Check out the story in these two places:
Thanks to Merrill Goozner at GoozNews, we read about a study recently published in Health Affairs by health economist Tomas Philipson at U-Chicago:
This study purports to show that the US spends $70,000 per cancer case compared to $44,000 in Europe, and the US rate is climbing much faster than the European--but it's all worth it because US patients live an average of 11.1 years after diagnosis compared to the Europeans' 9.3.
Gooz reports that critics were all over this study as soon as it came out, for what I believe are quite valid reasons, indeed raising the question of how such a study came to be published in an excellent journal. There are two huge sources of error in a study done the way this one was.
One is called lead time bias. Suppose you have two patients with the same cancer at the same stage and there's no effective treatment for this type of cancer. One patient is diagnosed in 2012 and lives till 2016. The other patient is not diagnosed till 2014 and then dies in 2016. The cancer killed both patients at the same rate and at the same time. But because we diagnosed the first patient 2 years sooner, it falsely looks as if whatever we did added 2 years of life.
The second source of bias is becoming rampant in the US as we aggressively screen for more and more cancers, and is very well described in W. Gilbert Welch's wonderful book, Overdiagnosed. This is definitely true today for a lot of prostate cancer. Now that we are typically doing PSA screening on men starting practically from birth, we are diagnosing a lot of cases of prostate cancer. In olden days, if a man was diagnosed with prostate cancer, he probably had something seriously wrong with him because he managed to come to the physician's attention to begin with. Based on that population of patients we decided quite reasonably that "prostate cancer" was a big deal. But now we are finding very healthy men who have a few funny looking cells on a biopsy which they never would have had if their PSA test had not been a bit high, and if we followed those men without any treatment for decades, we'd see that these microscopic "cancers" never cause really serious disease. In other words, "prostate cancer" today means something quite different than what it did some years ago. But of course if you diagnose a lot of men with this sort of not-really-cancer, and see how long they live, you'll get very impressive survival statistics--which only proves that we do way too many screening tests, not that the money we spend on cancer is well spent.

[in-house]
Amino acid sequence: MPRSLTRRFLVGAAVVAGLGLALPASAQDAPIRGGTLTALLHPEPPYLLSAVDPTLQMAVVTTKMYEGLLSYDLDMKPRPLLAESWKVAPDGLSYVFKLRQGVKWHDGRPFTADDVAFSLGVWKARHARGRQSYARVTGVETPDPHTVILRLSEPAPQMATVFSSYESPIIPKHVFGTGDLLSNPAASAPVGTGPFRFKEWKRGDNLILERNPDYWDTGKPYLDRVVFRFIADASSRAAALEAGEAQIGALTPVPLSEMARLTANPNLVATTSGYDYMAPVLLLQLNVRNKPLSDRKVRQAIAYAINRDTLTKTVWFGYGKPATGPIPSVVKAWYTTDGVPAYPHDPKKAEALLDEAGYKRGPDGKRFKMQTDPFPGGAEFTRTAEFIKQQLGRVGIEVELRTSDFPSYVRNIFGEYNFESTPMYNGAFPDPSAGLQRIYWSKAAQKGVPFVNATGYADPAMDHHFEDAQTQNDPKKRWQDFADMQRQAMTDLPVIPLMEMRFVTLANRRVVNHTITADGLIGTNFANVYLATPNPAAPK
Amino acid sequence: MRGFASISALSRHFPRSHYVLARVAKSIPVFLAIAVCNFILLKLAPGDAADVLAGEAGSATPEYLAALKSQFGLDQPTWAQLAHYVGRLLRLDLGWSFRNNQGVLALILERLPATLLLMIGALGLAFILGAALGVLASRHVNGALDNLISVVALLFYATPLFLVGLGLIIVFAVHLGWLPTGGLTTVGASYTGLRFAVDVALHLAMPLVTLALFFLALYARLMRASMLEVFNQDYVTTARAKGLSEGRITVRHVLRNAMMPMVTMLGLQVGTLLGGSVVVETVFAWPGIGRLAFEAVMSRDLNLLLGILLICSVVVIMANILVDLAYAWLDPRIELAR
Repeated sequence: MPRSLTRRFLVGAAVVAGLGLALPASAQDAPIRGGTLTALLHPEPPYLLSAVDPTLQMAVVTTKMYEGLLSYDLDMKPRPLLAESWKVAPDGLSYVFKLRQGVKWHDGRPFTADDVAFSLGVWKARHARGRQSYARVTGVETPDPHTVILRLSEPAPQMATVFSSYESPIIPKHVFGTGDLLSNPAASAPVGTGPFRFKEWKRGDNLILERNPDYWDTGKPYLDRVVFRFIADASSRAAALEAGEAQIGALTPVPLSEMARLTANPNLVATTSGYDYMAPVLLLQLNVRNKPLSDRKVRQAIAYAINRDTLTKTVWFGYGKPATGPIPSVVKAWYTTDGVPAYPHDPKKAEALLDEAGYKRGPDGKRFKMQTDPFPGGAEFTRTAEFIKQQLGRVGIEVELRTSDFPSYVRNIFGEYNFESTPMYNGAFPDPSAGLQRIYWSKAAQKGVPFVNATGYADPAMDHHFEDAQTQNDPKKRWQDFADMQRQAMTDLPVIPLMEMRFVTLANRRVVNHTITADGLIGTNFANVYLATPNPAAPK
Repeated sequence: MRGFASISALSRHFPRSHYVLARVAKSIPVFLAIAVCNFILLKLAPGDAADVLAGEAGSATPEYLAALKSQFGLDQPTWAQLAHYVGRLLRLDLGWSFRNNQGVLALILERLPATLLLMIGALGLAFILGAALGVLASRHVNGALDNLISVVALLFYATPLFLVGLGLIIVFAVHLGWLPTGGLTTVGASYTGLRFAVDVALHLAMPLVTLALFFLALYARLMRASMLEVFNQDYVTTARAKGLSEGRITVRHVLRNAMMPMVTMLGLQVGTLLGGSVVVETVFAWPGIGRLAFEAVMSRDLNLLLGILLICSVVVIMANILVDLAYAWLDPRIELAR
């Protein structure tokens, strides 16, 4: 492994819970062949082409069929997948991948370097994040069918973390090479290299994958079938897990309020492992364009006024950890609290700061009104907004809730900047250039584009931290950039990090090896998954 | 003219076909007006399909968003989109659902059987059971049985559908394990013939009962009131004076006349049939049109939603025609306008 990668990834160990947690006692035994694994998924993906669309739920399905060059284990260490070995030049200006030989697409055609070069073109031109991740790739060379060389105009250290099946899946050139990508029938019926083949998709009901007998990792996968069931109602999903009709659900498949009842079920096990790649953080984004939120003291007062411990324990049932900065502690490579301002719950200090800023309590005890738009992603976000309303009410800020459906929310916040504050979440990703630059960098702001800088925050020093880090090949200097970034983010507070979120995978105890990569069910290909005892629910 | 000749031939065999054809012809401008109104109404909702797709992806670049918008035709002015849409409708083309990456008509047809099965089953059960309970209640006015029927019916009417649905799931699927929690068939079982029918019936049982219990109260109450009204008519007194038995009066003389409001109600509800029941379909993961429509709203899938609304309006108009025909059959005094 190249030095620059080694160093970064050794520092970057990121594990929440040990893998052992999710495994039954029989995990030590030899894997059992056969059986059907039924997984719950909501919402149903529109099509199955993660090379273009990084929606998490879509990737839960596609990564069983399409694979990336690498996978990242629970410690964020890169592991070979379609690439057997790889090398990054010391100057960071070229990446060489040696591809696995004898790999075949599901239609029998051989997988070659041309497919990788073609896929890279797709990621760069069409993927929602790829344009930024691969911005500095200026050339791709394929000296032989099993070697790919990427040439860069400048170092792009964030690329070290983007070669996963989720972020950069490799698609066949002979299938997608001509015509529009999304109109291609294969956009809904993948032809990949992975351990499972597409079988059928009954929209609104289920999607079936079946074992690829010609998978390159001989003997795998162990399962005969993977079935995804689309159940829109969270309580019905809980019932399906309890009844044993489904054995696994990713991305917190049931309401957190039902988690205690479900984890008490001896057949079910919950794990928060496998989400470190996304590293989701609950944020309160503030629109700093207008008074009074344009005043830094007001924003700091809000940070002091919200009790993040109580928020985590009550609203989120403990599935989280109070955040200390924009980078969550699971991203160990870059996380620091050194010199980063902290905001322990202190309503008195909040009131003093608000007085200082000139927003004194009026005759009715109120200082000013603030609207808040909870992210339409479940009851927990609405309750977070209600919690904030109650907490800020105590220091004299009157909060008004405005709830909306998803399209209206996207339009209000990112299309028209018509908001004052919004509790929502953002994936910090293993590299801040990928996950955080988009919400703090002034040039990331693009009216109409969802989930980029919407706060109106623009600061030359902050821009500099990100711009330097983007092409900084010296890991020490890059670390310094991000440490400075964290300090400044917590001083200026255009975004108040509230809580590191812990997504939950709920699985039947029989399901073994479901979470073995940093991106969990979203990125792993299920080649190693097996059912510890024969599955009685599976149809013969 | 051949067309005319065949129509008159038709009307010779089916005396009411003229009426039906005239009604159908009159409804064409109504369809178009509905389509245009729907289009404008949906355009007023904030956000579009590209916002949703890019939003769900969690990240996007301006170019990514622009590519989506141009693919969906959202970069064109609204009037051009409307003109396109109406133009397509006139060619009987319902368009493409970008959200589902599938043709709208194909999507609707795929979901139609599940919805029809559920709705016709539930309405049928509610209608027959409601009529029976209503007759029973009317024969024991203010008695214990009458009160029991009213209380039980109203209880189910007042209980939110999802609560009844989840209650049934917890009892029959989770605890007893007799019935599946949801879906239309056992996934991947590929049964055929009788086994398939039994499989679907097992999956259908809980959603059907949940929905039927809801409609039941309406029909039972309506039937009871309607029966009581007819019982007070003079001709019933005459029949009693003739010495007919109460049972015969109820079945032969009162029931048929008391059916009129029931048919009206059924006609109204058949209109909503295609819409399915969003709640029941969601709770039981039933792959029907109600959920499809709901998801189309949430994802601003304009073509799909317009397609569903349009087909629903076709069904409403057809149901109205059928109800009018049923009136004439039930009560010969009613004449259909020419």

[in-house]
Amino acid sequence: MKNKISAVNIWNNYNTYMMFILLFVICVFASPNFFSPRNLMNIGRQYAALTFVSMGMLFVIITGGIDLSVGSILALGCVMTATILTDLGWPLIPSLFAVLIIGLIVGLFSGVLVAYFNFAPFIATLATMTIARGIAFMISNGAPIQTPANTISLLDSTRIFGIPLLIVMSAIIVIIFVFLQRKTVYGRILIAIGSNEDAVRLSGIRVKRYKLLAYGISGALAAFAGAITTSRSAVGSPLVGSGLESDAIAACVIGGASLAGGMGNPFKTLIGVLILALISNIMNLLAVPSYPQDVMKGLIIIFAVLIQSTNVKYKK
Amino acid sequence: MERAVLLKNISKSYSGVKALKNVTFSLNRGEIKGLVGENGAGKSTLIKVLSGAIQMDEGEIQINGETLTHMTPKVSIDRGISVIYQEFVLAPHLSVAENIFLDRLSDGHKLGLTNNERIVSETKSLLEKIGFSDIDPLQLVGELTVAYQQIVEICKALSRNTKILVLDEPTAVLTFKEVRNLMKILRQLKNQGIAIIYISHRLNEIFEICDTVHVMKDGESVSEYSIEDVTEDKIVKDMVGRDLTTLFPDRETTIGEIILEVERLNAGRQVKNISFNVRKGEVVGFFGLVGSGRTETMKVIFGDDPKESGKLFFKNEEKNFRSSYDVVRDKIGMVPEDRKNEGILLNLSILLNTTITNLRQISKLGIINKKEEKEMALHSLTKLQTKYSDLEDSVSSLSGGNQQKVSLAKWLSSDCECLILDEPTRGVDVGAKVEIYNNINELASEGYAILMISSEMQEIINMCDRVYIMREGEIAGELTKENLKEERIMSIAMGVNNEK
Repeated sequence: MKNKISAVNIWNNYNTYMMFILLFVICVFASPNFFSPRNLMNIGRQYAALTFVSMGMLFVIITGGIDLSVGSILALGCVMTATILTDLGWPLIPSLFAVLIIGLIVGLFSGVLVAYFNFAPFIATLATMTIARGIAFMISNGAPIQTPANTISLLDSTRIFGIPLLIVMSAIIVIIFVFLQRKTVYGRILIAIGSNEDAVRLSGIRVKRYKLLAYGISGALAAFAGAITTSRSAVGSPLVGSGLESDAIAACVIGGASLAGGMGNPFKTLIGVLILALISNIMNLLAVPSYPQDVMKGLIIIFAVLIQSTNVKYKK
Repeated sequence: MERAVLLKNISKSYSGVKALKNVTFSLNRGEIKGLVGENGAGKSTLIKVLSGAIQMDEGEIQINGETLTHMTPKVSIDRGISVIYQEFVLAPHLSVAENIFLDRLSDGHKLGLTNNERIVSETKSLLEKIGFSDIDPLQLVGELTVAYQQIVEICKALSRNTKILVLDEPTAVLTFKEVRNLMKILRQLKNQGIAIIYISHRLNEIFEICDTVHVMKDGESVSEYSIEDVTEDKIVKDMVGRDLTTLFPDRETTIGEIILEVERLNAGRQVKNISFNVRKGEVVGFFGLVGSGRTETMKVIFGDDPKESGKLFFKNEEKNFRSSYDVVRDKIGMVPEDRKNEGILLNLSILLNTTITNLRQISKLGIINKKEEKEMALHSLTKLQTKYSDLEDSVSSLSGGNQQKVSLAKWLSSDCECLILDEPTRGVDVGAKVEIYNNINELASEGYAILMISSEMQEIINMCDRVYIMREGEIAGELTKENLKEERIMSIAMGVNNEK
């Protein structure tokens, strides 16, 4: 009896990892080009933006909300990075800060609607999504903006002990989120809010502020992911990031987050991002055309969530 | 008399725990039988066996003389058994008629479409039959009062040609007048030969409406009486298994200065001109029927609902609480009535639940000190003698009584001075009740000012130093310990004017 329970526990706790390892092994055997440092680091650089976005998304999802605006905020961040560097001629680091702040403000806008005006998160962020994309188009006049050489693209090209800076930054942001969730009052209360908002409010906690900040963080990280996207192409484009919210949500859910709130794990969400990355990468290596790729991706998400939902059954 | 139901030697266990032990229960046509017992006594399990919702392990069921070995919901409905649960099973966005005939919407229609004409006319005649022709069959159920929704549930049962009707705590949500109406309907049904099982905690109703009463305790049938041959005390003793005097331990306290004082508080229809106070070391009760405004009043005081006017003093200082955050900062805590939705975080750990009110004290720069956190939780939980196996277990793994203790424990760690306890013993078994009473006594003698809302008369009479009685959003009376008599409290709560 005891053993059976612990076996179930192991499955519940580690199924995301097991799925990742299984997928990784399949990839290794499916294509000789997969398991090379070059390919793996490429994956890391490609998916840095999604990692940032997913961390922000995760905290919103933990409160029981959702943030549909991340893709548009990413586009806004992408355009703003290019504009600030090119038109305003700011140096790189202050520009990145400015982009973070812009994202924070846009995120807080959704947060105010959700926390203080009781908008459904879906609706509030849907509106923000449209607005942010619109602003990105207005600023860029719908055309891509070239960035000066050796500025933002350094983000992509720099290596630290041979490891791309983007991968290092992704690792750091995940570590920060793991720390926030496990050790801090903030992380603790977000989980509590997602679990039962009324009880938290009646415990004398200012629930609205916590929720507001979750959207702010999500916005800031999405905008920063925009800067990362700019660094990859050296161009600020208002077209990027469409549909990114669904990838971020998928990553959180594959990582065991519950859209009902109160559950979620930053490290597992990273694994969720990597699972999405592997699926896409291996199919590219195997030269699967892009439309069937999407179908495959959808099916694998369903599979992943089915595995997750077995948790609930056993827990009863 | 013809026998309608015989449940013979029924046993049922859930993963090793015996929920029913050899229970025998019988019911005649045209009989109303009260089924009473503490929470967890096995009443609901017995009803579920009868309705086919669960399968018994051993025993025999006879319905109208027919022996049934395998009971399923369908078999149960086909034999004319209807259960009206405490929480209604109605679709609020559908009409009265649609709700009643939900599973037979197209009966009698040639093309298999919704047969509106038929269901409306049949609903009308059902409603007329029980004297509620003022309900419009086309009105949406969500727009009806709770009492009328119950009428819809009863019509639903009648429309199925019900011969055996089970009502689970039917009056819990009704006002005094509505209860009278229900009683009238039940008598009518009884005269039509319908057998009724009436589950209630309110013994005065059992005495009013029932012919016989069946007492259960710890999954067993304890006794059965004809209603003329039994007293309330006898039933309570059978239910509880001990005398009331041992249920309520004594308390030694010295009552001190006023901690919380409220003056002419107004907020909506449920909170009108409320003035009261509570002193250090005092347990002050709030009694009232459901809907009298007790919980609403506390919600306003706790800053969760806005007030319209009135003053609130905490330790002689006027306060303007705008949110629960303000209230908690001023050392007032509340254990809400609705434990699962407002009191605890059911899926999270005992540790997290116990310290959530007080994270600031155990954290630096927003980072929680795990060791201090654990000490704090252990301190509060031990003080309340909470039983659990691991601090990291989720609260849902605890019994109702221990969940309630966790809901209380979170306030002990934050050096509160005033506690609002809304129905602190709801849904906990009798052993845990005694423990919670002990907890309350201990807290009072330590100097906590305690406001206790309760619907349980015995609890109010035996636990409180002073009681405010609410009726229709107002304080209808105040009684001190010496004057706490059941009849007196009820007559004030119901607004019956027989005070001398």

So why is this important to us? As Gooz informs us, "Philipson is a fellow at the conservative American Enterprise Institute and at the Manhattan Institute, served in the administration of President George W. Bush and was a healthcare adviser to Sen. John McCain’s 2008 presidential campaign....The Philipson paper was supported in part by Bristol-Myers Squibb Co, whose cancer drugs include Yervoy. A drug for advanced melanoma, it costs $120,000 for a full course of treatment. Clinical trials showed that Yervoy produces a near-miraculous cure for some patients, with a median increase in survival of 3.6 months."
Golly gosh. I wonder of the sources of funding had anything to do with the conclusions of this study.